News
Jeremy Paxman has admitted he is a 'one-nation Tory' and complained that Newsnight is made by idealistic '13-year-olds' who foolishly think they can 'change the world'.
peopleThe idea has been greeted enthusiastically by the party's MPs
News
Michael Buerk in the I'm A Celebrity jungle 2014
people
Voices
File: David Cameron offers a toast during a State Dinner in his honour March 14, 2012
voicesAnd nobody from Ukip said babies born to migrants should be classed as migrants, says Nigel Farage
Arts and Entertainment
Avatar grossed $2.8bn at the box office after its release in 2009
filmJames Cameron is excited
PROMOTED VIDEO
Arts and Entertainment
Stik on the crane as he completed the mural
art
News
Happy in his hat: Pharrell Williams
people
Arts and Entertainment
Stella Gibson is getting closer to catching her killer
tvReview: It's gripping edge-of-the-seat drama, so a curveball can be forgiven at such a late stage
News
Brazilian football legend Pele pictured in 2011
peopleFans had feared the worst when it was announced the Brazil legand was in a 'special care' unit
News
i100(More than you think)
Sport
Brendan Rodgers seems more stressed than ever before as Liverpool manager
FOOTBALLI like Rodgers as a manager but Liverpool seem to be going backwards not forwards this season
News
ebooksNow available in paperback
News
The Magna Carta
archaeologyContemporary account of historic signing discovered
News
Phyllis Dorothy James on stage during a reading of her book 'Death Comes to Pemberley' last year
peopleJohn Walsh pays tribute to PD James, who died today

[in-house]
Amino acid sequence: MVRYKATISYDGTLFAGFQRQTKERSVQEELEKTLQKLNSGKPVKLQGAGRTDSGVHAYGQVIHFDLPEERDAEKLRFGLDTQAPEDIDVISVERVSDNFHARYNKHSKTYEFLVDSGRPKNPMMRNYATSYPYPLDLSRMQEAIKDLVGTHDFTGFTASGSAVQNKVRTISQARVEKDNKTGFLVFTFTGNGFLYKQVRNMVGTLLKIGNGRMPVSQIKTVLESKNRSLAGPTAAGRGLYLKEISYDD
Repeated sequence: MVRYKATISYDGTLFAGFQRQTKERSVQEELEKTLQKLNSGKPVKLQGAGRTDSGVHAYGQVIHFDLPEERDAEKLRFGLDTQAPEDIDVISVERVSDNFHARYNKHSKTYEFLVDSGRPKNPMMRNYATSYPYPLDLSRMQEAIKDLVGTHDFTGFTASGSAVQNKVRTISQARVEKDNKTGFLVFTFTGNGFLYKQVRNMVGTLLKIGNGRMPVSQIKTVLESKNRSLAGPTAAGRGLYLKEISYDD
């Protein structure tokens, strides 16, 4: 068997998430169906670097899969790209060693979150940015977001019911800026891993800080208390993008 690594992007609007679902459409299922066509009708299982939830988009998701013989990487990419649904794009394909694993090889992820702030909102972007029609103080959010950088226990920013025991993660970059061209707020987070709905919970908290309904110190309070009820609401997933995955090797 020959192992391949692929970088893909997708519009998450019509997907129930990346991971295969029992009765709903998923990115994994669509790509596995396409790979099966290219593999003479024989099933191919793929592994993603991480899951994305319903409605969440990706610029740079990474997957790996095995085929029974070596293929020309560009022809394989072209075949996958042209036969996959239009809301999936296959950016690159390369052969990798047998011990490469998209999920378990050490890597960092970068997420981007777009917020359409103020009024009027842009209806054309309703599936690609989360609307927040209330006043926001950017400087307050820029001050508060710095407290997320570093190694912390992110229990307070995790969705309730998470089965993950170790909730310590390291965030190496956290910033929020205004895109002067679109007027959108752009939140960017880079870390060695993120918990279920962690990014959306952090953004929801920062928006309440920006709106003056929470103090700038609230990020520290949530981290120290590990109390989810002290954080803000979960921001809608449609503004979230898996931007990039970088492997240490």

Sport
Benjamin Stambouli celebrates his goal for Tottenham last night
FOOTBALL
Life and Style
Dishing it out: the head chef in ‘Ratatouille’
food + drinkShould UK restaurants follow suit?
News
peopleExclusive: Maryum and Hana Ali share their stories of the family man behind the boxing gloves
Latest stories from i100
Have you tried new the Independent Digital Edition apps?
Independent Dating
and  

By clicking 'Search' you
are agreeing to our
Terms of Use.

iJobs Job Widget
iJobs Money & Business

Argyll Scott International: Service Desk Analyst

£20000 - £22000 per annum: Argyll Scott International: Service Desk Analyst Re...

Argyll Scott International: 2x Service Desk Analyst

£20000 - £22000 per annum: Argyll Scott International: Service Desk Analyst Re...

Recruitment Genius: Senior Execution Trader

£30000 - £250000 per annum: Recruitment Genius: A global Rolling Spot FX, Comm...

Citifocus Ltd: ACA - Financial Reporting

£Attractive Package: Citifocus Ltd: Chartered accountant (ACA or CPA), must be...

Day In a Page

Homeless Veterans Christmas Appeal: ‘We give them hope. They come to us when no one else can help’

Christmas Appeal

Meet the charity giving homeless veterans hope – and who they turn to when no one else can help
Should doctors and patients learn to plan humane, happier endings rather than trying to prolong life?

Is it always right to try to prolong life?

Most of us would prefer to die in our own beds, with our families beside us. But, as a GP, Margaret McCartney sees too many end their days in a medicalised battle